Deserving honors

Published 10:57 am Wednesday, September 6, 2017

It’s our hope the new historical marker on Mecklenburg Avenue honoring the late Nathaniel Lee Hawthorne should serve as a reminder to us all of the importance of equality among one another.

The new historical marker serves as a beacon of hope in a world filled with uncertainty amid the recent Charlottesville protests over ideals pertaining to the color of one’s skin.

Hawthorne, a Lunenburg County native, was born in 1923. He served in World War II and was inspired to establish rights for African Americans after experiencing barriers to registering to vote and school desegregation.

Regardless of our skin color, many across the nation face barriers, whether economic, civic or social. Hawthorne’s work proves that, at the end of the day, justice will prevail.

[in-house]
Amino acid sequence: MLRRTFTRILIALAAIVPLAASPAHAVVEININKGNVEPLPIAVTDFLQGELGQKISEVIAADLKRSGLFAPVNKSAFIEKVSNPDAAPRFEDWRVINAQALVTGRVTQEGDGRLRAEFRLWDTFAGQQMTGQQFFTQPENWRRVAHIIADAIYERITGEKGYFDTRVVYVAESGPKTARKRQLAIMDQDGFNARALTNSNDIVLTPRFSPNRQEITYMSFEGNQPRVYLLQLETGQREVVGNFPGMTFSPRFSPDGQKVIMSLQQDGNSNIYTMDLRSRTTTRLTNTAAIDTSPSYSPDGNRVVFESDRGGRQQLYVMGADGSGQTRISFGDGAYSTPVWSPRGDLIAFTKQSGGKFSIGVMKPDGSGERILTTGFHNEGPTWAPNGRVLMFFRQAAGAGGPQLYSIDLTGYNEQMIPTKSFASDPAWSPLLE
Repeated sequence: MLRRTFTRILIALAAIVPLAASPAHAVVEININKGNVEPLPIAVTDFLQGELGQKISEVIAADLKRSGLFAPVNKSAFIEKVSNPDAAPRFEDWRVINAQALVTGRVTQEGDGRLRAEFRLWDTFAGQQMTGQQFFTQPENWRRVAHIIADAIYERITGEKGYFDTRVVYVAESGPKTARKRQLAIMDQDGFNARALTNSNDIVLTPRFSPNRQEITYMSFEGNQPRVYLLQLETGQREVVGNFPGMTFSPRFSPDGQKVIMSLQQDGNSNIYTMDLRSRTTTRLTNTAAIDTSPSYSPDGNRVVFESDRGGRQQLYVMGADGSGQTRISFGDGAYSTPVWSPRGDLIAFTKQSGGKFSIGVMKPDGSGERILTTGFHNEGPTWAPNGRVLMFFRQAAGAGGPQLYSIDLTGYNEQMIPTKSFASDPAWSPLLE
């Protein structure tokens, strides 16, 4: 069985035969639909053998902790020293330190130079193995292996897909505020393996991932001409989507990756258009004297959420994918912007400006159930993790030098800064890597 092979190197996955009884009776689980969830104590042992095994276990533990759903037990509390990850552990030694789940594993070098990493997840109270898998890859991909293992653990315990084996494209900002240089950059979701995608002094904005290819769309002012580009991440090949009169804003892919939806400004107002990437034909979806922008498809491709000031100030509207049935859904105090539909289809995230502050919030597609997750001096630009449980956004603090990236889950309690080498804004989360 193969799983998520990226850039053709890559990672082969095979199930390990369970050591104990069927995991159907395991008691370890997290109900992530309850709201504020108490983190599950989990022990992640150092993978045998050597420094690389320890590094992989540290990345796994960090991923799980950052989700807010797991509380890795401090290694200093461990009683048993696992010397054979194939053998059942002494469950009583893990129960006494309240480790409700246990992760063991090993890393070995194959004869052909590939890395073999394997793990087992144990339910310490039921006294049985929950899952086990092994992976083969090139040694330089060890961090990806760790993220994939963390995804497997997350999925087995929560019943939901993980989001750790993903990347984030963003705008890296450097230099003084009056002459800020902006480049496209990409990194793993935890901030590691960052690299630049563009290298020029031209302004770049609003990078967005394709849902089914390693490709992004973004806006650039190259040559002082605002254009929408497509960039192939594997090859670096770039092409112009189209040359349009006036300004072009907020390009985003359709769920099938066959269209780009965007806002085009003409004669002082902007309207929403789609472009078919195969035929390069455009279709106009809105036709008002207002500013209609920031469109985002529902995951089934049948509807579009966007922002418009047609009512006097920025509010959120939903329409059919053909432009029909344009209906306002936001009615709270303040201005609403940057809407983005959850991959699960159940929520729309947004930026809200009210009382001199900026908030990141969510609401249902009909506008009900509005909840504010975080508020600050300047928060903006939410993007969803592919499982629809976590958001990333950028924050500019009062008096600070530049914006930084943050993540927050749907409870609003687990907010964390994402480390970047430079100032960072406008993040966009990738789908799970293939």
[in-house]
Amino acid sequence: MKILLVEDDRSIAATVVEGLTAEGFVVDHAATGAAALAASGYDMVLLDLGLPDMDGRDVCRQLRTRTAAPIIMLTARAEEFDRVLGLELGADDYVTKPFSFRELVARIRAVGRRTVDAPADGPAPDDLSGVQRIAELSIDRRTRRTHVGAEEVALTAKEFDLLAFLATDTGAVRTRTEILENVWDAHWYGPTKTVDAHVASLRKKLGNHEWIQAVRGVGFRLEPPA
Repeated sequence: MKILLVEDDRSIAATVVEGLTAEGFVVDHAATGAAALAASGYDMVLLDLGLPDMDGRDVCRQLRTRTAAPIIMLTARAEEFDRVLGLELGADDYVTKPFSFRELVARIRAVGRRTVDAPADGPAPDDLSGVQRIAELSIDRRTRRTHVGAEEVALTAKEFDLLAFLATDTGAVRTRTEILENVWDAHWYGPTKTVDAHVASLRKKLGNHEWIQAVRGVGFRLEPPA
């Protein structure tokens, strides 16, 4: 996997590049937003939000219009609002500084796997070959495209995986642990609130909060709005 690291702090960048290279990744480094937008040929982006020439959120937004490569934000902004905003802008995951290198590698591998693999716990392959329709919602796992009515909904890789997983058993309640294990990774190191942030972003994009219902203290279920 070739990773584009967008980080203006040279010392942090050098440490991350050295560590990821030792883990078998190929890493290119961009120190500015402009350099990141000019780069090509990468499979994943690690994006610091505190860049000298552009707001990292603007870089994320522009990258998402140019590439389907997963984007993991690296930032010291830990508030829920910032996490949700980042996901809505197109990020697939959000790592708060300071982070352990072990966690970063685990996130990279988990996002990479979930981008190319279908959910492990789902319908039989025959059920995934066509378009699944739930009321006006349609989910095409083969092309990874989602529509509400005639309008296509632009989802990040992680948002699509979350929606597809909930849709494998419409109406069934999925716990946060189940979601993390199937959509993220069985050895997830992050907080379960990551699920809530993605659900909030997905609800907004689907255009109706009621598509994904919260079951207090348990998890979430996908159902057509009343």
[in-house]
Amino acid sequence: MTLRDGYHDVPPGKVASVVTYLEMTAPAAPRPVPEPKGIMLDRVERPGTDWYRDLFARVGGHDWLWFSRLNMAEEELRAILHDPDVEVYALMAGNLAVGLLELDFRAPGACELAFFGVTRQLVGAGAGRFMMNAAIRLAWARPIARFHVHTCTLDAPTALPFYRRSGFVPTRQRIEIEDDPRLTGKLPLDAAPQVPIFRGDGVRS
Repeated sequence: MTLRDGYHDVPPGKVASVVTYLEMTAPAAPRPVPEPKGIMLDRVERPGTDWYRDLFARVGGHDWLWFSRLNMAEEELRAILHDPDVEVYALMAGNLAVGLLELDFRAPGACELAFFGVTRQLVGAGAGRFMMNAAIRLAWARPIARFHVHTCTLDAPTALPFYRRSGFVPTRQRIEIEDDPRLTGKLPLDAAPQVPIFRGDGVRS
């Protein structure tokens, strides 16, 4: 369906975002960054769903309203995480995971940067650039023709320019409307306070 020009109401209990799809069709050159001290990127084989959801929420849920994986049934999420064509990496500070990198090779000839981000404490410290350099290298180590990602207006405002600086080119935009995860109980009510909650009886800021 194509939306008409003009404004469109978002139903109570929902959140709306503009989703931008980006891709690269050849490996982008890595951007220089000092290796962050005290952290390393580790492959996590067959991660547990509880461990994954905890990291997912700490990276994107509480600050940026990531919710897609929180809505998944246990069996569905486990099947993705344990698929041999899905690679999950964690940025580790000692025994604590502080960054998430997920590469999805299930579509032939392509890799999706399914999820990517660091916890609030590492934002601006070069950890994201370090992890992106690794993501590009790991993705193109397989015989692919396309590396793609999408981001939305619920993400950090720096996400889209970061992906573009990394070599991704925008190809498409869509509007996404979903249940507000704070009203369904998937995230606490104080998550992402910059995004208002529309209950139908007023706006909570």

Hawthorne served as chairman of the Lunenburg Branch of the NAACP from 1965-74. He also served as a coordinator of the Virginia Students’ Civil Rights Committee and organized a voting rights march that passed through Mecklenburg Avenue, where the marker is erected.

Though he faced numerous death threats and means of intimidation, Hawthorne continued his mission, seeking to upend the status quo of racial superiority in the county.

Hawthorne fought for fairness, equality and respect among everyone who not only lived in Lunenburg County, but Virginia and the U.S.

We share the sentiment of William “Bill” Monnie, a friend of Hawthorne.

“This marker placed here today beside the route of his march from the past is symbolic of the march we all started together,” Monnie said.

“Nathaniel Lee Hawthorne is an inspiration to each of us as we march up that mountain in our journey to the promise land,” Monnie said. “Nathaniel, God took you from us too soon. Your sacrifice for us will never be forgotten.”

We challenge those who live in our community to keep Hawthorne’s spirit of equality and fairness alive in our daily interactions with each other.